There are fears this week that the future of North Down’s Citizens Advice Bureau could be closed “within a month”.
At the time of going to press, a North Down Borough Council committee was holding a crunch meeting discussing changes to funding for the organisation.
Sources fear that the outcome of the meeting, which was to take place yesterday evening, may decide the future of the CAB.
It is believed that anxious advice workers met to discuss the developments on Monday morning.
The CAB is manned by both paid and volunteer staff.
The crux of the crisis is that the bureau would be awarded funding on a monthly basis rather than quarterly which supporters say would jeopardise its ability to meet bills. The changes would also dramatically reduce the number of North Down councillors on the board, effectively transferring control of the local organisation to Belfast.
The North Down CAB, with branches in Bangor and Holywood, is among the busiest in Northern Ireland and helped nearly 8,000 individuals over the course of 2010.
A former employee, who wishes to remain anonymous, has said that despite issues with management, the CAB has continued to provide advice to the community, and has expressed fear that a possible funding cut might lead to the closure of the Bureau.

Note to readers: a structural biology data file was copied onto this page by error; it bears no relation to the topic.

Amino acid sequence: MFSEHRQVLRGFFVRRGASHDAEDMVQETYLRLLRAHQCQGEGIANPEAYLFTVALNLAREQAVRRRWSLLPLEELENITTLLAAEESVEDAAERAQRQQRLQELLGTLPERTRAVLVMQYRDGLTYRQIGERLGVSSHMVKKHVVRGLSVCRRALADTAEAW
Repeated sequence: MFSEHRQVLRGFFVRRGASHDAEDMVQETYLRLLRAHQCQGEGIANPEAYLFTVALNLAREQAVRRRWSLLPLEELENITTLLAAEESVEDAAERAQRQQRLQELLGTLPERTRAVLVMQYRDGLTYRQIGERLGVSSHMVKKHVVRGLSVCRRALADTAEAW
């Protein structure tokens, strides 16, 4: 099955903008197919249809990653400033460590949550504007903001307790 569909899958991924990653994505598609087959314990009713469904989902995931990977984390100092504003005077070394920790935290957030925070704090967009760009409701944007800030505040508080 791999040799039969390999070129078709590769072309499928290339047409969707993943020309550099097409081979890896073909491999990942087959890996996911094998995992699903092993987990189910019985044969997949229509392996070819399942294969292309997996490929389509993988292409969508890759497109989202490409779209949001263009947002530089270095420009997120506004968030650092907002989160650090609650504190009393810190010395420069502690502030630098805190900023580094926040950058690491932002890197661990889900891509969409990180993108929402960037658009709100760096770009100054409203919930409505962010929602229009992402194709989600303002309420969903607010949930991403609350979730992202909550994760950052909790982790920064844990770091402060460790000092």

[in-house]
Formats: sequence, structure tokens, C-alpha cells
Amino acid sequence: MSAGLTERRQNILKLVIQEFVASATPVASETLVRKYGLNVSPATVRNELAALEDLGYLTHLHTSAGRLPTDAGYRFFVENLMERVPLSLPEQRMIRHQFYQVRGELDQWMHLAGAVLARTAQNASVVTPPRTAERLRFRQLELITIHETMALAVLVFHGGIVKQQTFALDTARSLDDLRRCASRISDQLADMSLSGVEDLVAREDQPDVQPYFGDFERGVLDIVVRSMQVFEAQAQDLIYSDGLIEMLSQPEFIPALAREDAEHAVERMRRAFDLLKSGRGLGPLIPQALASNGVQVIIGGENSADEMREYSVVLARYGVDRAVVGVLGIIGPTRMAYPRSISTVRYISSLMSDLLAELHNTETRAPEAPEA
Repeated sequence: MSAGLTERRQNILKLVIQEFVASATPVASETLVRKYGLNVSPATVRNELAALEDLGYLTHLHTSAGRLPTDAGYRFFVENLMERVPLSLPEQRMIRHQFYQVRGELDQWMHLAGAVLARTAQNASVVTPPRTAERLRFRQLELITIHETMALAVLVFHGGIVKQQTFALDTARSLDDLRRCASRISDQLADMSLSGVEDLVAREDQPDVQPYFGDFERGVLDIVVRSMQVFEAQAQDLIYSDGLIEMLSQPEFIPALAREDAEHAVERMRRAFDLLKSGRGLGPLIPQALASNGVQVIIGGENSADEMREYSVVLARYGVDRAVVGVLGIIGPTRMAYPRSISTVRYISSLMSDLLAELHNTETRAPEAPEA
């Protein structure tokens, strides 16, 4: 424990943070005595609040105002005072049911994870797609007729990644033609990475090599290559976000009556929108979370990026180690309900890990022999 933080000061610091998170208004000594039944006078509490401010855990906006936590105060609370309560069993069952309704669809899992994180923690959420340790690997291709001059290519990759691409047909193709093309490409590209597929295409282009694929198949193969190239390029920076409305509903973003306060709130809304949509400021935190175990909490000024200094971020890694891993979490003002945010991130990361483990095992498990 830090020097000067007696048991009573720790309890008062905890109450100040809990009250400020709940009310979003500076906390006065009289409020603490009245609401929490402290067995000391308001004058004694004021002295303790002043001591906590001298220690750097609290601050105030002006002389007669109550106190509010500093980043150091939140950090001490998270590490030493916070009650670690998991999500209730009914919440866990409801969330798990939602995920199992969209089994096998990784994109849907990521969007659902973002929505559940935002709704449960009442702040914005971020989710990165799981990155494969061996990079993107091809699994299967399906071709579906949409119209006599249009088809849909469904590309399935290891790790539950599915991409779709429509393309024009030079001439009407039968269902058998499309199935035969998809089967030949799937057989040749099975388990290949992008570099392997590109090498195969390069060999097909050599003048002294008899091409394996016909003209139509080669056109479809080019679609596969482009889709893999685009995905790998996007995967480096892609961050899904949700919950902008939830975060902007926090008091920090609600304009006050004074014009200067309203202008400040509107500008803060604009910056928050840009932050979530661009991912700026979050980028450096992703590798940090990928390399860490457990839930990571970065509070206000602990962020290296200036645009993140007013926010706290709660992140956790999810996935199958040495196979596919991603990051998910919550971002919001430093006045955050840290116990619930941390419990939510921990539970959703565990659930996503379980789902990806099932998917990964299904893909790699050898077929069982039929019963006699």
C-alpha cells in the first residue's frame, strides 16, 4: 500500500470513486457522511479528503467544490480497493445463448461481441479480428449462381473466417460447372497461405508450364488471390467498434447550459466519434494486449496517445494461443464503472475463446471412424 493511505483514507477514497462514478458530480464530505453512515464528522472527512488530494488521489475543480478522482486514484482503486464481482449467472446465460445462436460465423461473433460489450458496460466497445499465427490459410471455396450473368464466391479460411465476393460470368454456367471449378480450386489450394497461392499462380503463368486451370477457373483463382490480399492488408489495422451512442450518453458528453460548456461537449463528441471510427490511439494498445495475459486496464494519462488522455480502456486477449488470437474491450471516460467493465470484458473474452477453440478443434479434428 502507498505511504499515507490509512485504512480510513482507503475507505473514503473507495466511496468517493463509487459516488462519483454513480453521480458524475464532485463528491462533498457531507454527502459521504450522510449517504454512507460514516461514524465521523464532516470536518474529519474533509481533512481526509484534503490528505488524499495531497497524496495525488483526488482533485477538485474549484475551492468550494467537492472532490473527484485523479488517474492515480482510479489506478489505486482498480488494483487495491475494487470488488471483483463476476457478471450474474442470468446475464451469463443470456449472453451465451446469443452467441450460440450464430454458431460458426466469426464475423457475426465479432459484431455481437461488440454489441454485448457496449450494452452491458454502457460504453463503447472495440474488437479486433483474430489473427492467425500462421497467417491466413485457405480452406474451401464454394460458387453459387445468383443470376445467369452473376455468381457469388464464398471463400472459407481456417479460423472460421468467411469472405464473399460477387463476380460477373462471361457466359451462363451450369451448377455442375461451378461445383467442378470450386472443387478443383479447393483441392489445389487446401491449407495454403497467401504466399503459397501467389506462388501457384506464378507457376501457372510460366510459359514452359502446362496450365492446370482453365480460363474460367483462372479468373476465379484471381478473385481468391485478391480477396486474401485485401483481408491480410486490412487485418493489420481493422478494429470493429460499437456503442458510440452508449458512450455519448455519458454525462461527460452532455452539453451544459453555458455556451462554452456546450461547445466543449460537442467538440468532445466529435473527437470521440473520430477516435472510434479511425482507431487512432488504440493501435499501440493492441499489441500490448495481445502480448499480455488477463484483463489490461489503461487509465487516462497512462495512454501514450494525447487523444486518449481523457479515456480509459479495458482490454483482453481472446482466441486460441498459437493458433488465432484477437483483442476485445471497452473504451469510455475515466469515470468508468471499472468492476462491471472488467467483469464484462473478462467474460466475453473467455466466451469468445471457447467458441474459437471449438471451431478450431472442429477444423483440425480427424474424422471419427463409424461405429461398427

Another person, who has benefited from the service but who did not wish to be named, said: “It would be absolutely devastating for the people of North Down if this fantastic service was lost.”
Bangor West councillor Tony Hill is a member of the Leisure, Tourism and Community Development Committee which is discussing the changes suggested by the Belfast headquarters.
He said he could not comment on the upcoming meeting because of confidentiality, but said: “At this point, it’s not about the bureau closing down.”
Councillor Austen Lennon, however, expressed concern about the future of the CAB. He alleged that proposed changes in funding mean “a great threat of North Down closing within a month.”
He said the proposed changes include “placing a recommendation before the councillors to stop the quarterly funding and reduce it to one month's funding, to be reviewed monthly, and to force the North Down CAB to sign a constitution that would effectively abandon the North Down Branch to the Belfast Headquarters’ |mercies.
“The signing of this constitution would strip the council of four places on the CAB board,” he alleged.
“The new constitution contains a conflict of interest clause that would also force two CAB management members to stand down. No other CAB has these rules in its constitution.”
Mr Lennon hopes the committee will refuse the recommendation, and allow the acting manager of the CAB “to speak directly to the councillors before they make a decision”.